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Obtain class of Generic type? (how can I remove a Class<T> parameter)

 
 
mortoray@ecircle-ag.com
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      01-18-2005
I have some code (below) that does a custom conversion between types
(namely from an Object type to some specific type). It is a prime
candidate for Generics (to avoid the return value casts by the user),
but there doesn't appear to be any way to get rid fo the Class<T>
parameter -- that is, the type I wish still needs to be a formal
parameter and not just the Generic Type.

/** @param type - the type to conver to
* @param obj - the obejct to convert */
static public <T> T asType( Class<T> type, Object obj ) throws
Exception {
if( type.equals( Number.class ) )
return type.cast( asNumber( obj ) );
if( type.equals( String.class ) )
return type.cast( asString( obj ) );
if( type.equals( OutputStream.class ) )
return type.cast( asOutputStream( obj ) );
if( type.equals( InputStream.class ) )
return type.cast( asInputStream( obj ) );
if( type.equals( Boolean.class ) )
return type.cast( asBoolean( obj ) );
return null;
}

If I understand generics correctly it woult not be possible to create
an Object of Class<T> type within the routine since the T is actually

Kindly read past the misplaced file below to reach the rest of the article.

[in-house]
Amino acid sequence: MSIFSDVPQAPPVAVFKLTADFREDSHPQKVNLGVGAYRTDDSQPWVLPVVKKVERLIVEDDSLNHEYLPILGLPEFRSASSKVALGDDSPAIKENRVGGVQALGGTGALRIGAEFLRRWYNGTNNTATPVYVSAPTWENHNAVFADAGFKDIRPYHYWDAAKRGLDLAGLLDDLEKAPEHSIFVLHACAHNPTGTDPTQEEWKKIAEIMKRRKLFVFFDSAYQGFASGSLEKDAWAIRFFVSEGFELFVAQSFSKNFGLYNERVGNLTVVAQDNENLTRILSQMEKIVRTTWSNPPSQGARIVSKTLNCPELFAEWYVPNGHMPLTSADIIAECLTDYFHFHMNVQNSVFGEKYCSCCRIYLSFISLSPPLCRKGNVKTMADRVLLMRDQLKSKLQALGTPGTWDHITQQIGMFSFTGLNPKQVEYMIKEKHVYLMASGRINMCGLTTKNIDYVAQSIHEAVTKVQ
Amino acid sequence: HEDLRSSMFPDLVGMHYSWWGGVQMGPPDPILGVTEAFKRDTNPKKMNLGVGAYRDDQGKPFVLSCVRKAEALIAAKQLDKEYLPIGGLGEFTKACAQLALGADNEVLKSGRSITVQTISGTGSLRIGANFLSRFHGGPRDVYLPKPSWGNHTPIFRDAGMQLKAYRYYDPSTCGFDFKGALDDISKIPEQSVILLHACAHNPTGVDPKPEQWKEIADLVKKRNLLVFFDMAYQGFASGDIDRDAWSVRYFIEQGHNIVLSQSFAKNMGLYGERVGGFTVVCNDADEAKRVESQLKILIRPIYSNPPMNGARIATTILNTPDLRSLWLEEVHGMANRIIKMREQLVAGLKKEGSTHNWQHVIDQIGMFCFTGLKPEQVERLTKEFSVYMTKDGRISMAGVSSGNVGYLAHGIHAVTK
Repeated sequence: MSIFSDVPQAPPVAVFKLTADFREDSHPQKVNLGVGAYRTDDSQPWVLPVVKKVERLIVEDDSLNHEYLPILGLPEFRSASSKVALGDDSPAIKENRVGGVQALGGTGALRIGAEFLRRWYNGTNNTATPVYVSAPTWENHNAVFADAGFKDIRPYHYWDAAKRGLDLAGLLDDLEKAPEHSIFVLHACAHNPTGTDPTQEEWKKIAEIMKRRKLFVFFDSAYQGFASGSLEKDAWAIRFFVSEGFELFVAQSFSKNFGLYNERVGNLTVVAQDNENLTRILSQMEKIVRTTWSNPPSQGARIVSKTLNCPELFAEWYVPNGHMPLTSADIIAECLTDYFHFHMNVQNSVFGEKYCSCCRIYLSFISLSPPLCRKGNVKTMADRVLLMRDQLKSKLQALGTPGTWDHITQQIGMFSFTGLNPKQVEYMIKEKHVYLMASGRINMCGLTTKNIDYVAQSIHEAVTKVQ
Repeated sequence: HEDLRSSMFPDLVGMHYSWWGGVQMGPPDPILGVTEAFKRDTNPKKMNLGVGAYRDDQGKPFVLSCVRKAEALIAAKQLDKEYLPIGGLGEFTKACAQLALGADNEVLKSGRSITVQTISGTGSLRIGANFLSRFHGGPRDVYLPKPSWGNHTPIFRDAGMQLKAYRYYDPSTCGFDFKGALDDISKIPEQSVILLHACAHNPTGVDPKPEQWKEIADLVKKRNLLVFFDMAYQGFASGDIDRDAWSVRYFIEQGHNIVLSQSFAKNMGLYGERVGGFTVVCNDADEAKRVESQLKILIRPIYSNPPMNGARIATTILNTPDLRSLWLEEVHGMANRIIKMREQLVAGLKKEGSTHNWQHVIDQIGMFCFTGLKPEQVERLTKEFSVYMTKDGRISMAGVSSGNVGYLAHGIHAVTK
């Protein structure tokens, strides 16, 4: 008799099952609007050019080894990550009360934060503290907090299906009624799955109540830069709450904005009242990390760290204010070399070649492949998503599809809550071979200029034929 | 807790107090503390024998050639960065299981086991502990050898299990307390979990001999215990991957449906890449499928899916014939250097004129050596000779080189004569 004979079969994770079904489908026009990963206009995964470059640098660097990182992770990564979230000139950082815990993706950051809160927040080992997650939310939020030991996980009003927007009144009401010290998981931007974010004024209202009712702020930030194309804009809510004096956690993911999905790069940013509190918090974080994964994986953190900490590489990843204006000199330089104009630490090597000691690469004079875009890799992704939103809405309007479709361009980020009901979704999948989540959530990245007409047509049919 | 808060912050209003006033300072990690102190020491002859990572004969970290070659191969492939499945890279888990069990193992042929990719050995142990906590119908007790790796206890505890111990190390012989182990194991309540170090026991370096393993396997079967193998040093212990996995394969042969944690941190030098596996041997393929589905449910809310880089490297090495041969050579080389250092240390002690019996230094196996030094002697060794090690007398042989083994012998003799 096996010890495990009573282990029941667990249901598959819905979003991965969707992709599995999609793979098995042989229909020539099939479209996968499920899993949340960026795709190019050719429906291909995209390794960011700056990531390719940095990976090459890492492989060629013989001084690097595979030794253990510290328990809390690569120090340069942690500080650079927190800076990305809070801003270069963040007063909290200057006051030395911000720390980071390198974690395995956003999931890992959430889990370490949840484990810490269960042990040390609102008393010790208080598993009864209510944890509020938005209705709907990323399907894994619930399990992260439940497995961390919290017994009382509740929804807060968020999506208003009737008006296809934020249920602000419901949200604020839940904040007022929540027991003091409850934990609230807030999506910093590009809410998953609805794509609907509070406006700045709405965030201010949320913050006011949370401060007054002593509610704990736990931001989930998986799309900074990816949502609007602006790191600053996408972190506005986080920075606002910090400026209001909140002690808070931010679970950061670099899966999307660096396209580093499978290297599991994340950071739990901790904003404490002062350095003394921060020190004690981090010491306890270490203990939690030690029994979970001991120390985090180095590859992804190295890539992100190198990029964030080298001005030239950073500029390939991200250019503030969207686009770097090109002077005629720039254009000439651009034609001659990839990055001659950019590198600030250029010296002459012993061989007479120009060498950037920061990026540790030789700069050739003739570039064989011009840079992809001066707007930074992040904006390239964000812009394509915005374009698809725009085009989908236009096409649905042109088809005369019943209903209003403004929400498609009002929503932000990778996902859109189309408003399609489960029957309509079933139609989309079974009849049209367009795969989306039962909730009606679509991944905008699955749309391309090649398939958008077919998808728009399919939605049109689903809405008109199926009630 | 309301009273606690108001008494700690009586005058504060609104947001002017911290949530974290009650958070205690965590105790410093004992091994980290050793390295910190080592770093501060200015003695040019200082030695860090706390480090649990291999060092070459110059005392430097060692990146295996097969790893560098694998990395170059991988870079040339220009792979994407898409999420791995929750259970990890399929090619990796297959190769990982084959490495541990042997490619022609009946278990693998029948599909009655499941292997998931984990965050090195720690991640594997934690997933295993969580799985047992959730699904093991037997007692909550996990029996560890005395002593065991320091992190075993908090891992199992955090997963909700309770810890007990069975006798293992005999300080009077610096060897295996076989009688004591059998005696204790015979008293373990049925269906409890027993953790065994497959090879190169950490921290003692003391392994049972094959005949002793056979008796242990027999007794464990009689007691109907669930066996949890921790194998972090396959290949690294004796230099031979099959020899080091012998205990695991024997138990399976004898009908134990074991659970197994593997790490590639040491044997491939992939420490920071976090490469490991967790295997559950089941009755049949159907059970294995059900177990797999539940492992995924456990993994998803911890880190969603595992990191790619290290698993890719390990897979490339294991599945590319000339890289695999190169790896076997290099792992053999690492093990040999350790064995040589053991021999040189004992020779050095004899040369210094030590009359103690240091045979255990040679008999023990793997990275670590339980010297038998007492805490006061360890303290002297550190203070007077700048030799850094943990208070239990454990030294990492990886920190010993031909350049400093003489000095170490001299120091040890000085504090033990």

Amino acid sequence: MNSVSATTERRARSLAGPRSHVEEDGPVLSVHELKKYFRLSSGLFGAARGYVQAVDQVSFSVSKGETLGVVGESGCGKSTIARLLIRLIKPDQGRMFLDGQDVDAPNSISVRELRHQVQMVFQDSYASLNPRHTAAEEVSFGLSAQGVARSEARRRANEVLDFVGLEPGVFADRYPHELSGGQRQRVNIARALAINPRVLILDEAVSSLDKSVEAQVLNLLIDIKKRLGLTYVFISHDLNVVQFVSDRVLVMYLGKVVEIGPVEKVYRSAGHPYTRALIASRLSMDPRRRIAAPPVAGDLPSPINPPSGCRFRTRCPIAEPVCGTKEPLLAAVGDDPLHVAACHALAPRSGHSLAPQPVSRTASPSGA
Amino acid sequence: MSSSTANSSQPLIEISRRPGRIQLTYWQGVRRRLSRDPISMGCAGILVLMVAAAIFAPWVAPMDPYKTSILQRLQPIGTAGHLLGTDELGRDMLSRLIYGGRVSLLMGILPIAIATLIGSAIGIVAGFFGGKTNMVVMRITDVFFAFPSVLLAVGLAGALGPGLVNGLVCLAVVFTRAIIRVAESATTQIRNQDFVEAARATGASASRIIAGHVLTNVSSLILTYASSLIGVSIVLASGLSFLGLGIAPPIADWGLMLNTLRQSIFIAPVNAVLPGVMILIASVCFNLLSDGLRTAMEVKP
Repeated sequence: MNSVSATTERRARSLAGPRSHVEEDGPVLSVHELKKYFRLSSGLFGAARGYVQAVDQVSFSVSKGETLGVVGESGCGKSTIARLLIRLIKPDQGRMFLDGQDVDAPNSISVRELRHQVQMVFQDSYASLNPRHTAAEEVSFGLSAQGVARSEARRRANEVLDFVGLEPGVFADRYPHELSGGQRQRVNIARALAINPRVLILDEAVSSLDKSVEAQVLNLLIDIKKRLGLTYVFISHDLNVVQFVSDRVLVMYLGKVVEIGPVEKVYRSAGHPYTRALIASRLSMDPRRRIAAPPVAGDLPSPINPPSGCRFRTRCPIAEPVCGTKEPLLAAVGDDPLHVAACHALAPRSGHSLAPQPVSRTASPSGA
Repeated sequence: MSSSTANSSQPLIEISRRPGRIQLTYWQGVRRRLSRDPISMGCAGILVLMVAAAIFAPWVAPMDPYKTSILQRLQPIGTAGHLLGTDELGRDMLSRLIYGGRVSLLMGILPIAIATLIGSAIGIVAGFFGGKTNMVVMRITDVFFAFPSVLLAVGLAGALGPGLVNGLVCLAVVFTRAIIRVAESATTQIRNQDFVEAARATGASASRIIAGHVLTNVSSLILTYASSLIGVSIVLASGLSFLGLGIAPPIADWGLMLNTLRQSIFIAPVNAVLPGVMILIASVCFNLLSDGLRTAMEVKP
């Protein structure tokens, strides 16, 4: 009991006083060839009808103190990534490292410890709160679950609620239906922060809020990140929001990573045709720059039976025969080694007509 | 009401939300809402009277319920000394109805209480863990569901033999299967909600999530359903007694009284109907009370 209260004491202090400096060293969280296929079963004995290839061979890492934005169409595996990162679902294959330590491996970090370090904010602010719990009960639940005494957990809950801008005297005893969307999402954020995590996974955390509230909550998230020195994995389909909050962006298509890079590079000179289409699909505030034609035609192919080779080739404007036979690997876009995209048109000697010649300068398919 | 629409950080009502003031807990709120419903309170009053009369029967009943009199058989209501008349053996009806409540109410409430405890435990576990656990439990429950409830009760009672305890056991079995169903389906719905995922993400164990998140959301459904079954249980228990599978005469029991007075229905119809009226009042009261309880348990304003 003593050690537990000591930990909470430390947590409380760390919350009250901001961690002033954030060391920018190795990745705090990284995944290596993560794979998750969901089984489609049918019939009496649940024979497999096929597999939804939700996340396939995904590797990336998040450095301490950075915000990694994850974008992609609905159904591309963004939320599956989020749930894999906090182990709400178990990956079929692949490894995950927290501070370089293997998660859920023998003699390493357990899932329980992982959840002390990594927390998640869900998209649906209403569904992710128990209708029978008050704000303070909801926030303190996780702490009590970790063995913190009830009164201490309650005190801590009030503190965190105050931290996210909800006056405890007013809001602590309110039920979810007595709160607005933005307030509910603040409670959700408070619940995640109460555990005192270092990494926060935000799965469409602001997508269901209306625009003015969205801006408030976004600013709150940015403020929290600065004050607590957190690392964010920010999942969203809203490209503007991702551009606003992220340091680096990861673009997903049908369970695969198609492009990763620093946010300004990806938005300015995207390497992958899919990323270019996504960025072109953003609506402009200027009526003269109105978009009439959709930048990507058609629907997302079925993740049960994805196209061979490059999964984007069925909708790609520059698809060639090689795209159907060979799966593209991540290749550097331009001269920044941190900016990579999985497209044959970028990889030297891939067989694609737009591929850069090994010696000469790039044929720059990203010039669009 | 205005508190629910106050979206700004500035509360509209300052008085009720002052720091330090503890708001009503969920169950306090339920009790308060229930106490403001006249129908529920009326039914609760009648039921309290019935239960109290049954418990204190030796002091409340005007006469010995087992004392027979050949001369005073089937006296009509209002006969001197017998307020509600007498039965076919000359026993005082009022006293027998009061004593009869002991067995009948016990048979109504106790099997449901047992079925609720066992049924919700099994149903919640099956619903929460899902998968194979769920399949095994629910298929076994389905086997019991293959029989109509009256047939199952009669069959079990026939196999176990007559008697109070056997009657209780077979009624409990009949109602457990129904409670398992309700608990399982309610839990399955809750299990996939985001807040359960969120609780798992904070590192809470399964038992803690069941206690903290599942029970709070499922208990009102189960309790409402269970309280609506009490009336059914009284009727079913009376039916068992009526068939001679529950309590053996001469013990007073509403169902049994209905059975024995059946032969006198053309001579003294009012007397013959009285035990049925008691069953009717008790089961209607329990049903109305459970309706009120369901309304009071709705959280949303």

not specified at run-time. But is there some other way to get rid of
the formal "type" parameter and make this work?

 
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moongate
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      01-18-2005
AFAIK, Java has no notion of generic programming, methods, or classes.
If I understand correctly, what you might want to do for your code
above is get rid of your if-else' chain and actually write multiple
methods of the form:

public String asString(Object obj) throws ClassCastException {
if(obj instanceOf String)
return (String)obj;
else throw new ClassCastException();
}

Since the JVM can throw ClassCastException all by itself when you try
an illegal cast, this in turn could be rewritten as follows:

public String asString(Object obj) throws ClassCastException {
return (String)obj; // let JVM throw the exception as needed
}

But then, this method looks pretty useless to me, i.e., the expression

asString(obj)

becomes basically the same as
(String)obj

so it seems the method doesn't buy you much....

MC

 
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moongate
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      01-18-2005
My fault. It looks like Java now has generics. Sorry for the mispost.

 
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